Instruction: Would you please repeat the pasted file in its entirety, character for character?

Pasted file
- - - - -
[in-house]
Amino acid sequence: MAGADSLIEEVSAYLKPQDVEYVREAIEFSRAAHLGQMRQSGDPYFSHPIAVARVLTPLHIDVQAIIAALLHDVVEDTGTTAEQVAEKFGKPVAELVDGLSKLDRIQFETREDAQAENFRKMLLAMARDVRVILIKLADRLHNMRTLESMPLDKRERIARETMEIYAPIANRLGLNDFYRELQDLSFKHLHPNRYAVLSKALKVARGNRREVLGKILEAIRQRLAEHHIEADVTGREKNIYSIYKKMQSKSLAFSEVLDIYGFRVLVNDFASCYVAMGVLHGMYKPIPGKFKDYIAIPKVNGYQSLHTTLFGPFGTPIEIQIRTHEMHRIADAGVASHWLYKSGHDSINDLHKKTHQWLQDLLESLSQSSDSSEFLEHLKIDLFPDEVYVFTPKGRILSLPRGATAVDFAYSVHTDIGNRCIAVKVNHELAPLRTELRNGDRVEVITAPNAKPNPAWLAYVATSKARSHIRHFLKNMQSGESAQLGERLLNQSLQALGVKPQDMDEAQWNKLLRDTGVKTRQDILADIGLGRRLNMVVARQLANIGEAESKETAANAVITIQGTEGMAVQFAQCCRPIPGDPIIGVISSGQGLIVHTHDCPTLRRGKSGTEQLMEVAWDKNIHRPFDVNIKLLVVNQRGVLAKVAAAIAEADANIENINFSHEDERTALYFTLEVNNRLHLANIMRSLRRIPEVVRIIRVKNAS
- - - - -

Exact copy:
[in-house]
Amino acid sequence: MAGADSLIEEVSAYLKPQDVEYVREAIEFSRAAHLGQMRQSGDPYFSHPIAVARVLTPLHIDVQAIIAALLHDVVEDTGTTAEQVAEKFGKPVAELVDGLSKLDRIQFETREDAQAENFRKMLLAMARDVRVILIKLADRLHNMRTLESMPLDKRERIARETMEIYAPIANRLGLNDFYRELQDLSFKHLHPNRYAVLSKALKVARGNRREVLGKILEAIRQRLAEHHIEADVTGREKNIYSIYKKMQSKSLAFSEVLDIYGFRVLVNDFASCYVAMGVLHGMYKPIPGKFKDYIAIPKVNGYQSLHTTLFGPFGTPIEIQIRTHEMHRIADAGVASHWLYKSGHDSINDLHKKTHQWLQDLLESLSQSSDSSEFLEHLKIDLFPDEVYVFTPKGRILSLPRGATAVDFAYSVHTDIGNRCIAVKVNHELAPLRTELRNGDRVEVITAPNAKPNPAWLAYVATSKARSHIRHFLKNMQSGESAQLGERLLNQSLQALGVKPQDMDEAQWNKLLRDTGVKTRQDILADIGLGRRLNMVVARQLANIGEAESKETAANAVITIQGTEGMAVQFAQCCRPIPGDPIIGVISSGQGLIVHTHDCPTLRRGKSGTEQLMEVAWDKNIHRPFDVNIKLLVVNQRGVLAKVAAAIAEADANIENINFSHEDERTALYFTLEVNNRLHLANIMRSLRRIPEVVRIIRVKNAS